6. Uncap and extract in the garage – this is not an indoor job.

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Feeding it Back to the Bees

To feed back to the bees for spring, I’ll just add water and mix well to achieve a 1:1 consistency.  For now, the syrup is going into quart size ziplock freezer bags.  I set a bag on the top frames of the hive, stick several times in the top using a sewing pin, and let the bees enjoy their nectar in hopes it will stimulate their spring activity.

Thanks for sticking with me through this post.  I know it’s a long one, but extracting is a process that’s worth documenting.  It’s a sticky job, but someone has to do it.  I personally cat wait to do it again with real honey!  

Chipotle Honey Roasted Peanuts

For the first time this year we grew 1 peanut plant in the garden.  We let the plant go and virtually forgot about it until the last weekend (first weekend in November).  We pulled the plant to find tons of ready to pick peanuts hanging off the roots.  Of course we were excited, then we wondered what the heck we were supposed to do with them.

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Step 1 – Clean the Raw Peanuts – I put the dirty peanuts in a bucket of hot water and washed and drained them several times to remove the dirt.

Step 2 – Dry the Peanuts – I then placed them on a window screen and put them in the sun to dry out for several hours.

Step 3 – Roast the Raw Peanuts – Preheat the oven to 350 degrees.  When the oven is preheated, place the peanuts on a baking sheet and pop them in (shells still on).  Roast for 30 minutes – no more, no less – stirring every 10 minutes.  Cool.

Step 4 – Honey Roast the Peanuts – Shell all of your peanuts. Don’t worry about the skins, we left them on and they turned out great.  Recipe is below…

Chipotle Honey Roasted Peanuts

(From AllRecipes.com Makes 1 pound of peanuts


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INGREDIENTS:

1/3 cup white sugar1 1/2 teaspoons chipotle chile powder

1/4 teaspoon chili powder

1/4 teaspoon garlic powder

2 tablespoons butter2 tablespoons honey

1 teaspoon kosher salt

1 pound skinless peanuts

DIRECTIONS:

1. Preheat oven to 325 degrees F (165 degrees C). Stir together the sugar, chipotle powder, chili powder, and garlic powder in a small bowl; set aside.
2. Stir together the butter, honey, and kosher salt in a large saucepan over medium heat until the butter has melted, and the mixture is bubbly. Stir in the peanuts until well coated, then pour out into a 9×13 inch baking dish.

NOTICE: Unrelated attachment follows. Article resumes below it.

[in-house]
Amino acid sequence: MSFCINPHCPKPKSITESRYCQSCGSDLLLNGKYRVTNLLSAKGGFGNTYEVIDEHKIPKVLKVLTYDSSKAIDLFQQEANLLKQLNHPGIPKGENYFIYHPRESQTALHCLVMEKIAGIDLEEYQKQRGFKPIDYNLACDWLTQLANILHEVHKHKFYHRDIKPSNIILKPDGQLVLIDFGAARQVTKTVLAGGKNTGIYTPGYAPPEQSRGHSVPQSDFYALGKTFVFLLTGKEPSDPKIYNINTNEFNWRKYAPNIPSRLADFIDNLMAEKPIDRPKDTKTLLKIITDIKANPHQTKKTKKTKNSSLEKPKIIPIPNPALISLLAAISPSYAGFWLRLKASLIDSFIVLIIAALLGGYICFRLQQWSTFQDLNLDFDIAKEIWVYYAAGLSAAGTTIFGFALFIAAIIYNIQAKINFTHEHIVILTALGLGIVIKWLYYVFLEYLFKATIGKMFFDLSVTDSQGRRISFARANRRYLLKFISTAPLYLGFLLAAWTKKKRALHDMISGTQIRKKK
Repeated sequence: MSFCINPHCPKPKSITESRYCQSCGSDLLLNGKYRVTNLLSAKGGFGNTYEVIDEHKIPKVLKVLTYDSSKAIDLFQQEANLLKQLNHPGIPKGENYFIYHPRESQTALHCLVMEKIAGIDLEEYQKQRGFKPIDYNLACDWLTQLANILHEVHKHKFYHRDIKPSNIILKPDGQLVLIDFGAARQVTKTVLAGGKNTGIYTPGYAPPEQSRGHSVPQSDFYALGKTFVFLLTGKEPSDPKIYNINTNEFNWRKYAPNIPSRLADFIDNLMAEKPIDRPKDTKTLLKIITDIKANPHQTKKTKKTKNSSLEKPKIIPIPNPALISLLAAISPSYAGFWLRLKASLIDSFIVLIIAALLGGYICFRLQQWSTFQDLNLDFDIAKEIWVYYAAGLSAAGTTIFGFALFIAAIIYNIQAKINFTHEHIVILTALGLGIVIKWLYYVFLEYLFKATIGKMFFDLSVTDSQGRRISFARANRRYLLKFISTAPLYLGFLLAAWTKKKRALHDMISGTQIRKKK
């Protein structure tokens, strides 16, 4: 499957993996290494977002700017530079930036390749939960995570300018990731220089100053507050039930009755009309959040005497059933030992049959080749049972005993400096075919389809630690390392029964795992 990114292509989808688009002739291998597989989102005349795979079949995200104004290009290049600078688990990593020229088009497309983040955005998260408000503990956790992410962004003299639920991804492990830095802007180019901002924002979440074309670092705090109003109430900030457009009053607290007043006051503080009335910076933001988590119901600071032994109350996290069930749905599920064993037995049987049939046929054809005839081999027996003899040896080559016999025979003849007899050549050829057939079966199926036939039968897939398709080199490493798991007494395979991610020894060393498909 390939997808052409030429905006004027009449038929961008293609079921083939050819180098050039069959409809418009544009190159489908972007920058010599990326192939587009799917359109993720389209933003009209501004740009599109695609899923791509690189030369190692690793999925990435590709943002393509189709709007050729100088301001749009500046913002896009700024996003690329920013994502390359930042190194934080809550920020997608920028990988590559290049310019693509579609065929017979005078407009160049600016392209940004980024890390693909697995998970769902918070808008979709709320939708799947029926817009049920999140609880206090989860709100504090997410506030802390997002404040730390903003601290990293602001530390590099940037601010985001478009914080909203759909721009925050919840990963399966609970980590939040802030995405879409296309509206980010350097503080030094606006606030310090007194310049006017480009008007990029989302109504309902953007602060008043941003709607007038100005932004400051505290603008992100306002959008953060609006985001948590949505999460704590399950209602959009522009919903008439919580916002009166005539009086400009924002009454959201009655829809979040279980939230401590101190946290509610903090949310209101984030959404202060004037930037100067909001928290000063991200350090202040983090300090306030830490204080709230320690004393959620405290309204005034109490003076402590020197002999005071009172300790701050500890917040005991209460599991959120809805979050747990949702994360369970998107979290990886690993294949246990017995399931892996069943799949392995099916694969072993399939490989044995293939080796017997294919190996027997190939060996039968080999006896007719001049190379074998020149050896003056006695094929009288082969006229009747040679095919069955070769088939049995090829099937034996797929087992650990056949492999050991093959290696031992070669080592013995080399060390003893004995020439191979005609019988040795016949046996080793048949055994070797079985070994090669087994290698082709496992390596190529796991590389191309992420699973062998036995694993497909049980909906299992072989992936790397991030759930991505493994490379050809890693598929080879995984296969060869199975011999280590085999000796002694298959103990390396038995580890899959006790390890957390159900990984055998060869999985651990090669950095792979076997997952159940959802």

3. Bake in preheated oven until the nuts are golden brown, about 30 minutes. Stir the mixture 2 or 3 times to ensure even cooking. Once done, scrape the peanuts into a large metal bowl, and sprinkle with the spice mixture. Toss the peanuts to evenly coat with the spice mixture. Allow the peanuts to cool to room temperature, tossing every few minutes so the nuts do not stick together.

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Fresh Honey Ginger Ale

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In search of a Ginger Beer recipe, I stumbled upon this easy, delicious, all natural version of ginger ale.  This produces a sweet, refreshing drink with a nice pungent kick of ginger spice.  Although the original recipe calls for granulated sugar, the addition of raw honey would make this a perfect sore throat, cough/cold beverage.  For carbonation, I simply add 50% club soda or seltzer water.

Paula’s Fresh Honey Ginger Ale

  • ¼ Pounds Fresh ginger root, peeled and grated
  • ¼ Cups Fresh lime juice
  • 3/4 cup honey* (1 cup sugar can be used in place of honey)
  • 4 Cups Water
  • 1 Teaspoon Vanilla
  • Seltzer or club soda
  1.  In a 2-5 qt pot, combine all in ingredients (unless using raw honey, see note below).
  2.  Bring to a boil then simmer for 30-40 minutes.
  3.  Strain the mixture through a fine mesh strainer and into a pitcher.
  4.  If using raw honey, then stir it into the warm liquid now until dissolved.
  5.  Drink warm as a cold and sore throat soother, or chill and serve carbonated with selzter water for a refreshing drink.  This is a strong sweet mixture, so I add about 50% seltzer.  Adjust to suit your taste.

Click here to view my complete SnapGuide tutorial.

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The Ginger Beer Concept

I still haven’t given up on the idea of turning this into an actual ginger beer.  Multiply the recipe to equate to a 5 gallon batch.  I’d add more water for a dryer beer.  Add to a sanitized carboy, pitch an ale or champaign yeast, add an air lock, wrap with a towel and keep in a cool dry place for 2-3 weeks.  Not yet proven, but in theory it sounds good!  I’ll post the results when we actually get around to trying it.